Tolerance limits of methanogenic life in terrestrial permafrost

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TOLERANCE LIMITS OF METHANOGENIC LIFE IN TERRESTRIAL PERMAFROSTD. Morozova and D. WagnerAlfred Wegener Institute for Polar and Marine Research, Telegrafenberg A 43, 14473 Potsdam, dwagner@awi-potsdam.deIntroduction: Prokaryotic microfossils, found in early Archaean rocks, implies that the earliest life forms on Earth probably date from between 3.5 3.8 Ga ago [1, 2], when living conditions on Mars were similar to those on early Earth. Therefore it is legitimate to assume that life on Mars emerged as well as on Earth. Accepting that first life on both planets was determined by complex microbial communities, the Martian life must have adapted to drasti-cally changing environmental conditions or be-come again extinct. One possibility for survival of Martian primitive life might be subsurface lithoautotrophic ecosystems. Comparable envi-ronments exist in permafrost regions on Earth [3, 4].The current ESA (European Space Agency) mission Mars Express determined the existence of water as ground ice on Mars, which is a fun-damental requirement for life. Furthermore, Mars Express demonstrated for the first time the presence of CH4 in the Martian atmosphere, which due to the lifetime of CH4 could be only originated from active volcanism or biological sources [5]. This finding may have important implications for the possibility that microbial life could exist on Mars.Methanogenic archaea colonising terrestrial permafrost, are highly specialized organisms from the view point of metabolism. The capa-bility of these organisms to lithoautotrophic growth under strictly anaerobic conditions [6], tolerance to low temperatures and survival un-der extreme conditions of permafrost for sev-eral millions of years [7, 8] make methanogens one of the most suitable keystone organism for the investigation of possible Martian life [9].Main Results of the 1st period of applica-tion: Within the scope of the project we study the tolerances of methanogens under unfavour-able life conditions of terrestrial or extraterres-trial permafrost (Mars simulation). The borders of growth influenced by desiccation, tempera-ture extremes, radiation and high salt concentra-tion were analyzed for the organisms in pure cultures obtained from permafrost soils as well as in their natural environment of Siberian per-mafrost.First results represent high survival poten-tial of methanogenic archaea under tested ex-treme conditions. Methanogens revealed CH4 production under in situ temperature conditions (0 to 2°C) and salt concentration up to 6 M with a rate of about 0.077 0.009 nmol CH4 h-1 g 1. Incubation of pure cultures with different salt concentration (0.1 to 6 M) showed a significant CH4 production rate even at salt concentration of 6 M (0.013 0.022 nmol CH4 h-1 ml-1). Addi-tionally, the influence of temperature on the salt tolerance of methanogens was analyzed. The organisms showed better adaptation to high salt concentration at temperatures of 4°C, with a CH4 production of 0.019-0.026 nmol CH4 h-1 ml-1 compared to the activity at 28°C (0.012-0.014 nmol CH4 h-1 ml-1) [10]. Methanogenic archaea are highly resistant to high doses of UV-C radiation (up to 5000 J m 2 for soil sam-ples and up to 800 J m-2 for pure cultures). Irra-diated cells indicated significant methane for-mation without prolonged lag-phase (up to 5.87 nmol CH4 h 1 ml-1 for pure cultures and about 0.9 nmol CH4 h-1 g-1 for soil samples). The tolerance to high intensities of UV-C radia-tion correlates well with the observed desicca-tion resistance of up to five days. Our results show that methanogenic archaea from perma-frost are more resistant against unfavourable living conditions than known methanogens from non-permafrost environments.Objectives for the 2nd period of applica-tion: Presented investigations of tolerance lim-its of methanogenic archaea indicate that the organisms from Siberian permafrost possess extraordinary high survival potential under ex-treme environmental conditions. These results provide an excellent starting point for further studies on methanogenic archaea regarding the new results obtained by Mars Express. High resistance of methanogens to defined stress fac-tors is an important requirement for long-term survival and adaptation to extreme environ-ments of terrestrial permafrost, a model of ex-traterrestrial protected niches. The existence of microorganisms like methanogenic archaea on Mars might be possible due to geothermal sources of hydrogen, carbon dioxide - which is abundant in the Martian atmosphere - and sub-surface water. Presented results support the hy-pothesis that methanogenic archaea from Sibe-rian permafrost habitats can survive also under present Martian environmental conditions (an-oxic conditions, dryness, coldness, intensive radiation and high salinity). Thus, further simu-lation experiments (Mars simulation) with methanogens as keystone organisms are of par-ticular importance for analogue extraterrestrial life investigations.The main objectives for the scheduled pro-ject phase are: physiological and phylogenetical char-acterization of methanogenic isolates from permafrost environments with re-gard to their adaptation strategies and survival potential under extreme condi-tions determination of the main methane formation pathways under permafrost conditions using 13C labelled substrates permafrost simulation experiments (thawing-freezing processes) stress experiments (preliminary tests) for the preparation of the Mars simula-tion: determination of radiation limits and the influence of pressure and low temperatures characterization of the survival poten-tial of methanogenic archaea from ter-restrial permafrost under simulated Martian conditions in cooperation with the DLR (Dr. Rettberg, RE 1574/1-1, SPP 1115)The comparative system studies will serve to understand the modern Mars cryosphere and other extraterrestrial permafrost habitats. This knowledge represents an essential basis for searching and understanding of extraterrestrial life, if present, especially concerning possible protected niches on present Mars.References: [1] Schidlowski, M. (1993) The chemistry of life origin, 389-414. [2] Schopf, J.W. (1993) Science 260, 640-646. [3] Gilichinsky et al. (1993) Origins Life Evol. Biosphere 23, 65-75. [4] Abyzov, S.S. et al. (1998) Microbiology 67: 451-458. [5] Feldman, W.C. (2003) Science 297, 75-78. [6] Deppenmeier, U. et al. (1996) Arch. Microbiol. 165, 149-163. [7] Gylichinsky et al. (2003) Astrobiology 3/2, 331-341. [8] Rivkina et al. (2004) Adv. Space Res. 33, 1215-1221. [9] Wagner et al. (2001) Astro-biologie- the quest for the conditions of life, 143-159. [10] Morozova, D. and Wagner, D. (2005) submitted.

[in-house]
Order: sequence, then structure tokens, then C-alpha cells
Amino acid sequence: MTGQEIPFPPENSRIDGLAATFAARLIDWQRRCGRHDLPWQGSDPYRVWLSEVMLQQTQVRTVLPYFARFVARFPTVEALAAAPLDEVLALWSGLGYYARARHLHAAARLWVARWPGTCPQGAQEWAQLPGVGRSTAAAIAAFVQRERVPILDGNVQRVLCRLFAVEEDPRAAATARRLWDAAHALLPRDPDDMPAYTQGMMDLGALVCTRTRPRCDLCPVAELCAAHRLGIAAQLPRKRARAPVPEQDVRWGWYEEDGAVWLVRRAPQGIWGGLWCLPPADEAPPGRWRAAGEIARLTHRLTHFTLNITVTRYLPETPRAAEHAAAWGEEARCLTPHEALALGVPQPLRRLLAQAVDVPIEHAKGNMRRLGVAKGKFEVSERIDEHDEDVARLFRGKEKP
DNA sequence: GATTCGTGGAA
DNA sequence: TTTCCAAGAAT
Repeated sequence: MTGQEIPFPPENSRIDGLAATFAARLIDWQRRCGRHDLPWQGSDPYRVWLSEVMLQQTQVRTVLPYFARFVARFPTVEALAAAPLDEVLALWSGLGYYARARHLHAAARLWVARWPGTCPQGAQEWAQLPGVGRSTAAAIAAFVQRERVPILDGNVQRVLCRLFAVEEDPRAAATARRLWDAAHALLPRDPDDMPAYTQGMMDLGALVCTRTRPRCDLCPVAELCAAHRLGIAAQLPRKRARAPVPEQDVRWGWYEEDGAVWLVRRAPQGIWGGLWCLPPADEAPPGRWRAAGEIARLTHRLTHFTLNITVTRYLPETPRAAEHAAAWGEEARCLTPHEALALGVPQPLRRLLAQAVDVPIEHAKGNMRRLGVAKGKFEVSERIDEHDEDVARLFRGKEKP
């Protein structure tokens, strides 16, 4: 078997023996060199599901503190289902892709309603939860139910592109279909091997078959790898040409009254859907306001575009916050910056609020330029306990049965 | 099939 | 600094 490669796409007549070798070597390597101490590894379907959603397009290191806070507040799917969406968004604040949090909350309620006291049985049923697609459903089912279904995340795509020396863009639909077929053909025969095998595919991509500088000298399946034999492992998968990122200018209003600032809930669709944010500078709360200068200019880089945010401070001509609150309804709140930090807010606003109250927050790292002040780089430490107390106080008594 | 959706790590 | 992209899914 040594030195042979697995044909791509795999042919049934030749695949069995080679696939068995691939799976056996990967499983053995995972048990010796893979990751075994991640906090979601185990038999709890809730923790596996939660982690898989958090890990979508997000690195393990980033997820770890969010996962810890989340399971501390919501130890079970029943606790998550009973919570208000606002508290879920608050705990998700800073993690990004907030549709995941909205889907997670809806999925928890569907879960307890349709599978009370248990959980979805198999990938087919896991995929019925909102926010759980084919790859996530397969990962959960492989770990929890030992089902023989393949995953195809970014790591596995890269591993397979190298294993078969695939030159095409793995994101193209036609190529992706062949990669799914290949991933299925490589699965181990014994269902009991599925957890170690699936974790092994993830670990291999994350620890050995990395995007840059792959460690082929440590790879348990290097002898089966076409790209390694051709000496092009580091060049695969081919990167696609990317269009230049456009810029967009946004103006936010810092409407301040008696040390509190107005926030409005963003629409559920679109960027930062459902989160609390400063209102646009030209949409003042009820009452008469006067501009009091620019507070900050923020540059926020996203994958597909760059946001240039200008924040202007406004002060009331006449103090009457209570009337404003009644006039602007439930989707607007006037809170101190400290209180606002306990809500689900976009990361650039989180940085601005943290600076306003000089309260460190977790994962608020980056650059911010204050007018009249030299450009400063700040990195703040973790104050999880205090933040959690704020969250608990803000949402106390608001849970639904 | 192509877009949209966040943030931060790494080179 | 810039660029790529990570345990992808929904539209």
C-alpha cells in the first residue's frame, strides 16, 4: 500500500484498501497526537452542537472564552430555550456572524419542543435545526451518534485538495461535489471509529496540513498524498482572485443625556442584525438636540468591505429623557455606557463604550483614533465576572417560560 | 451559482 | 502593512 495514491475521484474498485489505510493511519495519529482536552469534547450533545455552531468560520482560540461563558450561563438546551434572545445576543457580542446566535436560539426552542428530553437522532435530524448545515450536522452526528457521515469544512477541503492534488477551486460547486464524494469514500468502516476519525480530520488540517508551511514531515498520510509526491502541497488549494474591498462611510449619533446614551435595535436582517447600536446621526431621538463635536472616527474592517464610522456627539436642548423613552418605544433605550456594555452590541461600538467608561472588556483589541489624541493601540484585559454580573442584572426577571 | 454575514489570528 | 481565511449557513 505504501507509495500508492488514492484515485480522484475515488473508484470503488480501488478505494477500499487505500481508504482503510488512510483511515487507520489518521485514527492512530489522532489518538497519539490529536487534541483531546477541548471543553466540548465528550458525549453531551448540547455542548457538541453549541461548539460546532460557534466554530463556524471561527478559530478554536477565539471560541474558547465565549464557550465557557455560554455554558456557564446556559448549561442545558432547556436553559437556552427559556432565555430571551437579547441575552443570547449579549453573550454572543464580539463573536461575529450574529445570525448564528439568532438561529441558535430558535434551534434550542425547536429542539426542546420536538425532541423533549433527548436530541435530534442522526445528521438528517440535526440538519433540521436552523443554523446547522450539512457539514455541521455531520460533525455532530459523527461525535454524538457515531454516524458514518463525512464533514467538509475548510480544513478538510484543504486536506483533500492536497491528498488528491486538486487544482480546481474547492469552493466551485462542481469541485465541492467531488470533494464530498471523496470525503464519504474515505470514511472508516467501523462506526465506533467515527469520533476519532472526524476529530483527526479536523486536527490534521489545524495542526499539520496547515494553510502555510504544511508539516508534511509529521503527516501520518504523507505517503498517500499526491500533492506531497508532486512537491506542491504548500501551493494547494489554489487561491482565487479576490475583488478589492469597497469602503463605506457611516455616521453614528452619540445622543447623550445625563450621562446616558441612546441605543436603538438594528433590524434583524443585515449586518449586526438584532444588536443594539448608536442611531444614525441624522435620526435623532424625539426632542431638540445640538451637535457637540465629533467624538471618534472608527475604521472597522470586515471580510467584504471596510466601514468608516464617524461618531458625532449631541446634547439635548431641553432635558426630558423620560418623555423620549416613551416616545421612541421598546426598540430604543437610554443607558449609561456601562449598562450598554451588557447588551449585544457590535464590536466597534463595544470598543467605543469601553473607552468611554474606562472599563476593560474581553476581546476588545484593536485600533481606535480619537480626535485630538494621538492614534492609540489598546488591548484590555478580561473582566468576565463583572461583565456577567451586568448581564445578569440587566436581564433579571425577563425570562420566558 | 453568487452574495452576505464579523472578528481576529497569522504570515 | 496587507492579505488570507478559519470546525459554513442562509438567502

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Conference (Invited talk)
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DFG Colloquium: Mars and the Terrestrial Plantes, BerlinAugust 2005..
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Morozova, D. and Wagner, D. (2005): Tolerance limits of methanogenic life in terrestrial permafrost , DFG Colloquium: Mars and the Terrestrial Plantes, BerlinAugust 2005. .